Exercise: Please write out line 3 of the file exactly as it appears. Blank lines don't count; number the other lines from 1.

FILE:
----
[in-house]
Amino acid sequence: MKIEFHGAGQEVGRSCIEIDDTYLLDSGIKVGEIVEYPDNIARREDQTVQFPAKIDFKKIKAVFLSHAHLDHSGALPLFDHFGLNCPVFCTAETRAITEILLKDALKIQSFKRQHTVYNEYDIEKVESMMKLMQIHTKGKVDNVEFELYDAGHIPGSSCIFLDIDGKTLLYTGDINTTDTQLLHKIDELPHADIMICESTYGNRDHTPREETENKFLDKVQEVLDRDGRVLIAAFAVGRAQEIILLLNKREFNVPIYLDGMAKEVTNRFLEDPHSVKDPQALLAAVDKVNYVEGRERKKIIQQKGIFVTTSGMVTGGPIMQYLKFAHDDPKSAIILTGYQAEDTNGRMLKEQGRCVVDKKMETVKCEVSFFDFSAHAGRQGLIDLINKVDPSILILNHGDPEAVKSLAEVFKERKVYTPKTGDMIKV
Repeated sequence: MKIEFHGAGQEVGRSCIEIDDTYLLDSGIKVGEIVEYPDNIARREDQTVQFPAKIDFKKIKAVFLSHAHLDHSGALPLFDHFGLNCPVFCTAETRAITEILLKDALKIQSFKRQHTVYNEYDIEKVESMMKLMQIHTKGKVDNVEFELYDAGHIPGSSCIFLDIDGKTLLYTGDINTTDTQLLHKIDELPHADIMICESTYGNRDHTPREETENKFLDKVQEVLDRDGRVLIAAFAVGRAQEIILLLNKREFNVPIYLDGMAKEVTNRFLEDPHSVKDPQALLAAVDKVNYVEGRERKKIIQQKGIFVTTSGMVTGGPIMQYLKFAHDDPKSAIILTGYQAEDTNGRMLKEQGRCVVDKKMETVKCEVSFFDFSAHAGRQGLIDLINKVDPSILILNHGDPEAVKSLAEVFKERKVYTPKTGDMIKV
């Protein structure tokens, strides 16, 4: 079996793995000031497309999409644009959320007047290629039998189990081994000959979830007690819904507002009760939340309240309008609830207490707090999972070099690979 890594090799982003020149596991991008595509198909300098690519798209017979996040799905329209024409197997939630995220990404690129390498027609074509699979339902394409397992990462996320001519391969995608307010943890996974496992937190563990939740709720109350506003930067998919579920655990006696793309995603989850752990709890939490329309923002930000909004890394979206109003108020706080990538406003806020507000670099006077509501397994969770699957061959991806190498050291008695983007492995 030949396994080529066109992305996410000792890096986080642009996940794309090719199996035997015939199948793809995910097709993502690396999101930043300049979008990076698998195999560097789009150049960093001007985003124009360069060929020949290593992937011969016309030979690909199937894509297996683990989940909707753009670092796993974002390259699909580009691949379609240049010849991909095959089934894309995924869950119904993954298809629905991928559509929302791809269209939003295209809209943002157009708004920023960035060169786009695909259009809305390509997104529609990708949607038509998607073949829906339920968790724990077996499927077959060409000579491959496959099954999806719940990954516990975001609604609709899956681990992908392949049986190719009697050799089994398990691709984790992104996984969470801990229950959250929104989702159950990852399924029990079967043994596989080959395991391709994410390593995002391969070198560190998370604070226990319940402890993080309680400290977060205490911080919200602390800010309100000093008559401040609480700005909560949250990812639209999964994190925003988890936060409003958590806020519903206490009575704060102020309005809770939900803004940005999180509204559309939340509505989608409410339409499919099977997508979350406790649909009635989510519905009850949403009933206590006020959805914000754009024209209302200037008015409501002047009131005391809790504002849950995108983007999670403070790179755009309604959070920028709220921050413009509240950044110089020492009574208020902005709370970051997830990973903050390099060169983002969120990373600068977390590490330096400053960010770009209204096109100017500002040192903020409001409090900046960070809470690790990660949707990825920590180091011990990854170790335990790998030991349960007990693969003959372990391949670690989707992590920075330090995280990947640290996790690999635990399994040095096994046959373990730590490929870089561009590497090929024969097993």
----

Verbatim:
Repeated sequence: MKIEFHGAGQEVGRSCIEIDDTYLLDSGIKVGEIVEYPDNIARREDQTVQFPAKIDFKKIKAVFLSHAHLDHSGALPLFDHFGLNCPVFCTAETRAITEILLKDALKIQSFKRQHTVYNEYDIEKVESMMKLMQIHTKGKVDNVEFELYDAGHIPGSSCIFLDIDGKTLLYTGDINTTDTQLLHKIDELPHADIMICESTYGNRDHTPREETENKFLDKVQEVLDRDGRVLIAAFAVGRAQEIILLLNKREFNVPIYLDGMAKEVTNRFLEDPHSVKDPQALLAAVDKVNYVEGRERKKIIQQKGIFVTTSGMVTGGPIMQYLKFAHDDPKSAIILTGYQAEDTNGRMLKEQGRCVVDKKMETVKCEVSFFDFSAHAGRQGLIDLINKVDPSILILNHGDPEAVKSLAEVFKERKVYTPKTGDMIKV